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AMERICAN STATISTICS

JAMES T. GWATHMEY, M.D.
JAMA. 1912;LIX(21):1844-1846. doi:10.1001/jama.1912.04270110258003.
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ABSTRACT

Many factors enter into the administration of anesthetics now that have not heretofore been considered, such as moisture, heat and oxygen. For this reason figures relating to anesthetics as given in former years have less value to us at this time than if we were continuing the methods previously employed. Nevertheless, it would be foolish for us to go blindly forward without taking into consideration statistics collated by others in different countries and making an intelligent comparison therefrom.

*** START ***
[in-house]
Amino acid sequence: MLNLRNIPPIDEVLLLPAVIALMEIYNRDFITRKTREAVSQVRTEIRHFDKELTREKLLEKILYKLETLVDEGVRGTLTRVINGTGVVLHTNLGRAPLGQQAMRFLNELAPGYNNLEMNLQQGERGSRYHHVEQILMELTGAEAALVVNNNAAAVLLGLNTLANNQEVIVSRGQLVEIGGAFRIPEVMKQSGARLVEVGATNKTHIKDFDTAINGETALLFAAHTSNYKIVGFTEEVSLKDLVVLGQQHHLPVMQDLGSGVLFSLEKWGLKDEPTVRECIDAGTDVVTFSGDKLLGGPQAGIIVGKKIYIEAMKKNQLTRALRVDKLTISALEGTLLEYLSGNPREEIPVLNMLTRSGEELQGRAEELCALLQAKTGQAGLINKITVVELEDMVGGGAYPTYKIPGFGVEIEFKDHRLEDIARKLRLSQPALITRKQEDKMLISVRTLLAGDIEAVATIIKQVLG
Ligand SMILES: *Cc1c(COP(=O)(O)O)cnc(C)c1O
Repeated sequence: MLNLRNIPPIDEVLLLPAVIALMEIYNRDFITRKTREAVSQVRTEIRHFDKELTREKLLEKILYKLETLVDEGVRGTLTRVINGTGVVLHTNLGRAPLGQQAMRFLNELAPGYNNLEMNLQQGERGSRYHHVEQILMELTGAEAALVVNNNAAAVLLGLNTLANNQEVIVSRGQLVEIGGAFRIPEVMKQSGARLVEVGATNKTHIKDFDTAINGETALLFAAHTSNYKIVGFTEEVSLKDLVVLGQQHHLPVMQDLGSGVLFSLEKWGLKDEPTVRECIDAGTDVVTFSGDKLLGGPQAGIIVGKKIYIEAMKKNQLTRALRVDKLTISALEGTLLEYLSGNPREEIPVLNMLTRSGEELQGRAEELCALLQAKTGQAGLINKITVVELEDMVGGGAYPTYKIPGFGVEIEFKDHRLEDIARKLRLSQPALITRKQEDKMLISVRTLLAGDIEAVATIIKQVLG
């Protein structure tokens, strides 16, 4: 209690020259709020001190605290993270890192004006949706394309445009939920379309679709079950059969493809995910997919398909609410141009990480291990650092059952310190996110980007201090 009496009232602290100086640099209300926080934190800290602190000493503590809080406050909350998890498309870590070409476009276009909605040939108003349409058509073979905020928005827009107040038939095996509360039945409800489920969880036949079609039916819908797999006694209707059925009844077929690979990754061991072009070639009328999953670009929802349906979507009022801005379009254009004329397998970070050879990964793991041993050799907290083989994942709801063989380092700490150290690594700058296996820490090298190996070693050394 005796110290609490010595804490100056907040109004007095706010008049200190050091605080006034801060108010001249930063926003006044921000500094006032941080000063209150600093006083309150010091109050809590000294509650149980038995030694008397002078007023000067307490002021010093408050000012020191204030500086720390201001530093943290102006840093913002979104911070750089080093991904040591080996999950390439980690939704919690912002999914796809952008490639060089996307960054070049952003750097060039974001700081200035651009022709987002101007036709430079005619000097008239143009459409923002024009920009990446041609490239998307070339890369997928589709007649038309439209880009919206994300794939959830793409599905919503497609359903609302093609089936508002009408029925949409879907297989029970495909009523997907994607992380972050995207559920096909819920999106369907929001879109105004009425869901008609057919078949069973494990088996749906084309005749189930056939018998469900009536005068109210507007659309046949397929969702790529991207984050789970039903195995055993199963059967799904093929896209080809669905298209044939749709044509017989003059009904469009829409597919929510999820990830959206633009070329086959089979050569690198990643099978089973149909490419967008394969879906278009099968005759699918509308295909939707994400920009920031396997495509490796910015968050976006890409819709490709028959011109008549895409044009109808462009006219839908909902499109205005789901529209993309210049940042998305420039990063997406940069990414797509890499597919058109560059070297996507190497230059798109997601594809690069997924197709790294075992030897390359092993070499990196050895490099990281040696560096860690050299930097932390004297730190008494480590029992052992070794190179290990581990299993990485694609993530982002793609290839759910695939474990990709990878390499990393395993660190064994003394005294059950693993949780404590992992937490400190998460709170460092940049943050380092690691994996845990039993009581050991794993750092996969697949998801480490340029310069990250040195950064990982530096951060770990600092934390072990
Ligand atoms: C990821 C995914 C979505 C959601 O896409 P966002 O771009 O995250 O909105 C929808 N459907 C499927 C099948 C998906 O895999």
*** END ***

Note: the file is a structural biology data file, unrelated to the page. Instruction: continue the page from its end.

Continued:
EUROPEAN STATISTICS  Hewitt, unquestionably, has collected the largest number of statistics. Before taking up the question of American statistics, therefore, it might be well to examine these. By combining Julliard's statistics with those of Ormsby, Hewitt gets over 1,000,000 administrations, with a death-rate of one in 3,162 for chloroform and one in 16,302 for ether. According to these figures ether is more than five times as safe as chloroform. At St. Bartholomew's

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